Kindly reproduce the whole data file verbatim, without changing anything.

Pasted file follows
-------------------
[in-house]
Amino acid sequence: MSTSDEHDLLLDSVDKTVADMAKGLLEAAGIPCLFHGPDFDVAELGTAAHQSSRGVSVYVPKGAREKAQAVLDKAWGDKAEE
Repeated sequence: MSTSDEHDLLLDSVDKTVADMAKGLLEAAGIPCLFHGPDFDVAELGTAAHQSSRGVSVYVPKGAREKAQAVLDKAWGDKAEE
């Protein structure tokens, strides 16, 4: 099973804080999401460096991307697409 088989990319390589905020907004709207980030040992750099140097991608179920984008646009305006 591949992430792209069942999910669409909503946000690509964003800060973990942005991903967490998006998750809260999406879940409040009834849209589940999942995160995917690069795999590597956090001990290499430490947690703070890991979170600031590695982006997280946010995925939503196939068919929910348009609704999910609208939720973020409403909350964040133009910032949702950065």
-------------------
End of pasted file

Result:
[in-house]
Amino acid sequence: MSTSDEHDLLLDSVDKTVADMAKGLLEAAGIPCLFHGPDFDVAELGTAAHQSSRGVSVYVPKGAREKAQAVLDKAWGDKAEE
Repeated sequence: MSTSDEHDLLLDSVDKTVADMAKGLLEAAGIPCLFHGPDFDVAELGTAAHQSSRGVSVYVPKGAREKAQAVLDKAWGDKAEE
């Protein structure tokens, strides 16, 4: 099973804080999401460096991307697409 088989990319390589905020907004709207980030040992750099140097991608179920984008646009305006 591949992430792209069942999910669409909503946000690509964003800060973990942005991903967490998006998750809260999406879940409040009834849209589940999942995160995917690069795999590597956090001990290499430490947690703070890991979170600031590695982006997280946010995925939503196939068919929910348009609704999910609208939720973020409403909350964040133009910032949702950065």